Chicago does not like looking back. Much history has been lost in the move to evolve and expand the city, but few protests have been made- they are the best, after all, and if they want to remain the best they have to make sacrifices. Still, traditions survive here and there, such as the Ceremony of the River (which takes place on the first Monday of every summer month, and in which the city's Chief Mage forces the Greenfield River to flow backwards for eighteen hours in memory of the Miracle of the River) and the Fire Festival (which is a huge citywide ceremony giving thanks to the gods- specifically the rain god, in certain religions- for ending the Great Fire). These and other small festivals mark general "days of rest" for celebration, and almost all businesses and operations- government, private, and even illegal- close down for the day to join in the fun.
 The Nation of St. Paul
St. Paul, as far as territory is concerned, could easily stand up to Chicago in might and girth. But there the resemblance ends; St. Paul is a young nation, sparsely populated, and in the northern areas, except for a few native villages and outposts on the coast, there is no civilized life to be found.
The Minnesota territory, in the more heavily inhabited areas, greatly resembles that of Chicago- flat plains with low, rolling hills and the occasional deciduous forest. All of the land is heavily covered with water- it is estimated, in fact, that almost half the nation's surface area is lakes or rivers, all flowing down to the deep-cut channel of the Mizibi, which winds its way up the Duluth Peninsula before dumping off the tip into the Bay of Rain.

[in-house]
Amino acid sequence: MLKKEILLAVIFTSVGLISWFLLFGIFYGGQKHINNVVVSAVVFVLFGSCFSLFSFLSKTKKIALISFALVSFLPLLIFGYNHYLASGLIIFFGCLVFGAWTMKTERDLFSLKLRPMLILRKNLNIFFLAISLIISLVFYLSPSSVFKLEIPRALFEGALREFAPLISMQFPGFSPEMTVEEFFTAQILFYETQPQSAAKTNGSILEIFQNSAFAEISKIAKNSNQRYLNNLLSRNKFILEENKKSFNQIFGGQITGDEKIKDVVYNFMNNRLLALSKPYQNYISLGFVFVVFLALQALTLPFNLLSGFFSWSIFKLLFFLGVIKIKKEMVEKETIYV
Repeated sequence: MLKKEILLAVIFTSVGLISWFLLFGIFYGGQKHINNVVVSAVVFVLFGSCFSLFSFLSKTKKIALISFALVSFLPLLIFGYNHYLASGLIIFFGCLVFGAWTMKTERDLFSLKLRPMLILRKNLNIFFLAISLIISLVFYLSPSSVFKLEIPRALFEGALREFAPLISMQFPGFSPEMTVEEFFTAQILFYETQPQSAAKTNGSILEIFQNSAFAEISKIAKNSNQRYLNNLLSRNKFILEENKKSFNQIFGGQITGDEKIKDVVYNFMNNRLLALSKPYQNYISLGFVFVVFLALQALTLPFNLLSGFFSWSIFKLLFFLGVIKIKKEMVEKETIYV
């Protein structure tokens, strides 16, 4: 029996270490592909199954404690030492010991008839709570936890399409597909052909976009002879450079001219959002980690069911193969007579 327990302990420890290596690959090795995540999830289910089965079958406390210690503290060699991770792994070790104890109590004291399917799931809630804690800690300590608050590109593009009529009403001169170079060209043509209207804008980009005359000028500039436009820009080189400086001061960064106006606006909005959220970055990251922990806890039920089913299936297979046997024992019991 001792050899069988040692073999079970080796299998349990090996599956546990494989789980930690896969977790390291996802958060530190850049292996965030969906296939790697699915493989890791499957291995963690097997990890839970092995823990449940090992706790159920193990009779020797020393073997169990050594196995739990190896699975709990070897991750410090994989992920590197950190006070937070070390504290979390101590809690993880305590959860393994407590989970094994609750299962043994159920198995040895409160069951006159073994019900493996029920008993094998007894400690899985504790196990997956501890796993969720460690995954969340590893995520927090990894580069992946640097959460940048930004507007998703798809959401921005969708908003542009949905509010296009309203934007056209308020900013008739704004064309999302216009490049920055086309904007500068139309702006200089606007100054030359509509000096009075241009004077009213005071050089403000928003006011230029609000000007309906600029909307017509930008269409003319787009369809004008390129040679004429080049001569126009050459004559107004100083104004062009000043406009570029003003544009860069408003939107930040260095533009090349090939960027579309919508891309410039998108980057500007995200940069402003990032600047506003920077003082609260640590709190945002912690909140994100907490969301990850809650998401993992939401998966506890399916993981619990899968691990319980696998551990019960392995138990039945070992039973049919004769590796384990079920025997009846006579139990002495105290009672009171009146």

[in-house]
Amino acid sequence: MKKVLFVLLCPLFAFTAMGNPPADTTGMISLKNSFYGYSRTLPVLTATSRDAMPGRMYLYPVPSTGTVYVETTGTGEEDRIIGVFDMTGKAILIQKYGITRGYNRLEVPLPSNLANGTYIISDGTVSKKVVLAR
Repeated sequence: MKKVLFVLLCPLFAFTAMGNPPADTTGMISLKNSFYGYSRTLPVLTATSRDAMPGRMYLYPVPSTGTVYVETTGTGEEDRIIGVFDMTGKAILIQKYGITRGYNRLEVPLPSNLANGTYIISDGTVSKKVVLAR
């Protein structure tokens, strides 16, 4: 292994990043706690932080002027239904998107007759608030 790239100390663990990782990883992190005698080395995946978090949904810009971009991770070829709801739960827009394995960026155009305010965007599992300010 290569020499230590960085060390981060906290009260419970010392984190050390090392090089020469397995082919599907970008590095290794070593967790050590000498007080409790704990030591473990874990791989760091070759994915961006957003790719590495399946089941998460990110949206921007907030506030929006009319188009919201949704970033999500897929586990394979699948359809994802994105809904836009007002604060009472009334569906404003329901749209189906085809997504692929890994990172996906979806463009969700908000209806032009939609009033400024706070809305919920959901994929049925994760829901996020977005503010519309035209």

Following the Mizibi north, one watches the terrain change. The plains vanish, the hills grow steeper, and by the time you reach the latitude of the Bay of Rain's southernmost shore the rivers are winding through marshes and bogs nestled between rocky hills and forests of pine so dense you need a machete to clear a path in places. It is beautiful country, but also somewhat dangerous- beyond the monsters and creatures, the native Minnesote are absolute masters of this land whether on the ground or the water, and they will take violent offense to any who trespass without their express permission.
The dual nature of life in Minnesota makes it easy to tell who is in charge before you even enter a town. Minnesote villages are stockades made of pine and birch, with the only non-wood buildings in town being the housings for their "mosquito fleets". They are generally of simple construction and offer little in the way of luxury, but this does not mean they lack the basic amenities- and it should also not be taken as a sign of stupidity among the populace.
In contrast, Paulite outpost villages are almost all metal- iron and stone constructs ringed by steel walls. They hum with activity, usually processing timber or iron ore for shipping back upriver, but in many cases offer few more services than the Natives.
Though the land can be pleasant enough in the spring, summer, and fall seasons, it is not advised to attempt traveling during a Minnesota Winter, which (due to the nature of the terrain) are easily twice as harsh as winters anywhere else, and as a result invoke consequences (like movement penalties) that are twice as brutal.